Conversation killer

Even before it became mainstream, conversation marketing may be on the wane. For the past couple years, “the conversation” has become one of the hottest concepts in marketing — a way of helping companies embrace social media as a platform for promoting their brand, product or service. But apparently it’s almost old hat already. Some leading thinkers are even talking about “beyond the conversation.”

Stop talking

But before we kill of the conversation and move on to something better, I’d like to make a plea for “zero conversation.” Don’t get me wrong; I’m the first to tell my clients that they need to engage with customers. But engagement isn’t limited to conversation.

One commonly overlooked kind of engagement are transactions. I consider a transaction to be when one party put something in and the other takes something out. There are different kinds of transactions: window shopping, information gathering, answering questions, providing advice and, of course, the actual sale. They are the fundamental contact points between the customer and the company. Put end to end, and done properly, they can lead to a conversation, which is the holy grail: an ongoing, mutually nourishing transaction.

Some businesses, however, are so focused on getting to the conversation, that they forget the importance of transactions.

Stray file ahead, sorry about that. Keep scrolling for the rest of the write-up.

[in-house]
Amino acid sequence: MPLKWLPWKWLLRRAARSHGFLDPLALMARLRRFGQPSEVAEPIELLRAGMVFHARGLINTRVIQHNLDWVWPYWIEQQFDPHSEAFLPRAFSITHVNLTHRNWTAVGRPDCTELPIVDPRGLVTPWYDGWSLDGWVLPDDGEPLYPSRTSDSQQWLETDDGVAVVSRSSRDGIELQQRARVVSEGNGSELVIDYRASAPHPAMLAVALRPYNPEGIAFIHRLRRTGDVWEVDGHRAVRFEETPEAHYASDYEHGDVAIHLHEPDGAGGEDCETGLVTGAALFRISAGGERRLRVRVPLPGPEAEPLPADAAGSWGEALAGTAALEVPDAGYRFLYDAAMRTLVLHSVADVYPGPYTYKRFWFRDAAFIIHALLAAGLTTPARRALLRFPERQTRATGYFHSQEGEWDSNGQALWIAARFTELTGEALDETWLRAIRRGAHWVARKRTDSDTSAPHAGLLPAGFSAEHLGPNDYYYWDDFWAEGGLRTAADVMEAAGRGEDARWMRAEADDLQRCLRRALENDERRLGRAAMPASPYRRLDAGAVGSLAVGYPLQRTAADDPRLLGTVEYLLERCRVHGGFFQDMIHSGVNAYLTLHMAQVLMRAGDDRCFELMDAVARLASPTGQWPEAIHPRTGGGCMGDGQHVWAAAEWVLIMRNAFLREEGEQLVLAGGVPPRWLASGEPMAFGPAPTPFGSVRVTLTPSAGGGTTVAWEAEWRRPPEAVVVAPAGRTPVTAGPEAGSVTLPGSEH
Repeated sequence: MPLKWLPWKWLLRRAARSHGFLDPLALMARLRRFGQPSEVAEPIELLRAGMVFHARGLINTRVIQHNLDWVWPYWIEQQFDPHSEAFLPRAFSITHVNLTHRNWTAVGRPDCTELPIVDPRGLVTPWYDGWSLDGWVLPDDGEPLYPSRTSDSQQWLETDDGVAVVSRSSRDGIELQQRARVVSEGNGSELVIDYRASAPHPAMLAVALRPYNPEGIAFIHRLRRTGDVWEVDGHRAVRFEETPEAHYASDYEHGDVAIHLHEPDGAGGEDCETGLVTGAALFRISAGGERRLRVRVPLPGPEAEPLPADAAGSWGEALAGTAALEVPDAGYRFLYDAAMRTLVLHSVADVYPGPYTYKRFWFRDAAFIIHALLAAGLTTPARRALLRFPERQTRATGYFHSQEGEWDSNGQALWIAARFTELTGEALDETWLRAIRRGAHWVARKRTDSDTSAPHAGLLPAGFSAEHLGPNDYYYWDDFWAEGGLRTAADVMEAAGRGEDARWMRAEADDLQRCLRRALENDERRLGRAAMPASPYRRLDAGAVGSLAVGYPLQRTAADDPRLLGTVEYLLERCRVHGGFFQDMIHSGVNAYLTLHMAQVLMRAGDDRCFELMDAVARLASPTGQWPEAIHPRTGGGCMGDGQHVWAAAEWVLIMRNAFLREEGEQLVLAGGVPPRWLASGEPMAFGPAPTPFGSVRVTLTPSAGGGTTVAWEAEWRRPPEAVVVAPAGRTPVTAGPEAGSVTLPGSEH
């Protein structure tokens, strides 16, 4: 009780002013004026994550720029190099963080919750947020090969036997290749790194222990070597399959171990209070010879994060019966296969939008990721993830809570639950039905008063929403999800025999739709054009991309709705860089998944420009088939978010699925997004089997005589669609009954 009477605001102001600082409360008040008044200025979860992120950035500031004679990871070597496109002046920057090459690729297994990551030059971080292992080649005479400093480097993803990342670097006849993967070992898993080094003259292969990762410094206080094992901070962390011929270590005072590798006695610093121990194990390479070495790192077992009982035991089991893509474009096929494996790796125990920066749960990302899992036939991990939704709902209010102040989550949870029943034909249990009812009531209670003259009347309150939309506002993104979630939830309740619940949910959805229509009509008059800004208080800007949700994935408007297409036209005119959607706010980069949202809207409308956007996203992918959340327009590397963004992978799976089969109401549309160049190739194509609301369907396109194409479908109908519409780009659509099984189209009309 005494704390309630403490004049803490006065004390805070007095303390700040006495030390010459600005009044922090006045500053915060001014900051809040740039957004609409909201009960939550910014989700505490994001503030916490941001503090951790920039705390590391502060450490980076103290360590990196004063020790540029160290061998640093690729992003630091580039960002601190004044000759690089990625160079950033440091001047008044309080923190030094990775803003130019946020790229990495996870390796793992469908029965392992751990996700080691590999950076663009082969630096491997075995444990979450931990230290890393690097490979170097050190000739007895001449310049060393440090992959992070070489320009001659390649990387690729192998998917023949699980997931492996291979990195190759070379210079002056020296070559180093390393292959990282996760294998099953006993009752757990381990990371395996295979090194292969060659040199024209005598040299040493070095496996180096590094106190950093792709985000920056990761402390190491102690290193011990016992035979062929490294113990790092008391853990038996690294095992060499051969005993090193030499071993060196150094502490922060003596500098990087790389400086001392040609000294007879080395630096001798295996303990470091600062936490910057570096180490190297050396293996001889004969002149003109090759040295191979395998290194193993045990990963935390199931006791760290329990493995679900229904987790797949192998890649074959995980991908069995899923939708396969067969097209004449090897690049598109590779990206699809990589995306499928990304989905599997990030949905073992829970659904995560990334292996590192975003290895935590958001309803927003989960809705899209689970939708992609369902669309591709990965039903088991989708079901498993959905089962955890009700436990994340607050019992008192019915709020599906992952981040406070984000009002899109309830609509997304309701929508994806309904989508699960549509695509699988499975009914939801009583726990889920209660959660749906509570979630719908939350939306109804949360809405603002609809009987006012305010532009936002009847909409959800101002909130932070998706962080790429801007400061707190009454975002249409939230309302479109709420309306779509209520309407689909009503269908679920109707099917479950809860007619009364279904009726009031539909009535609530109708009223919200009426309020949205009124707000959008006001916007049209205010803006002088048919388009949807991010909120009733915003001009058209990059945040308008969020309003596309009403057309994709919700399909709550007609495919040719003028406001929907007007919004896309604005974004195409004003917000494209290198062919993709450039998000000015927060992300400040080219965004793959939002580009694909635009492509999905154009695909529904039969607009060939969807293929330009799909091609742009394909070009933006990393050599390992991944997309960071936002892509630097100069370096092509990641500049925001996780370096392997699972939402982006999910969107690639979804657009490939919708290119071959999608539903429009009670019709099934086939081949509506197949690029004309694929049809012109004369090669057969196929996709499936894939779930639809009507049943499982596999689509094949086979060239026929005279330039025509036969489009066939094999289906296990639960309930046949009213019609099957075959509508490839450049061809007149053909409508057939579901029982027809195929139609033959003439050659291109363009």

Conversation vs. Transaction

Compare two transactions for the same product that I completed recently.

I needed some camera gear, which I ordered on a Thursday afternoon on the web. It arrived Friday morning. No follow up email. No invitation to read their blog ( they don’t have one). But that’s ok. What they didn’t know was that I was in a hurry, and they came through for me.

Turns out I needed a second set of the exact same gear three days later. This time I was in town, so I stopped by my favorite camera store. I explained what I needed. We talked, discussed the pros and cons. He took my number, called his distributor, placed the order and called me back to tell me that it would be there Wednesday. But it wasn’t. I made a special trip to pick up the order, but not all the items were available. I missed my deadline. Despite the free advice, useful content, pleasing conversation and human warmth, they flubbed the transaction.

The next time I need gear, where do you think I’m going to go?

Lessons to remember

  1. Conversations are a two-way street, requiring an effort from both parties. Sometimes I’m game for one, sometimes I just want to get in an out. So pick the right time to have the conversation. A conversation at the wrong moment can come across as boorish, like the guy on the plane who is bent on talking to you when all you ant to do is sleep.
  2. Conversations raise expectations. If the transaction is substandard, the conversation can come across as a waste of time or worse, insincere. The customer may end up resenting having put in the effort.
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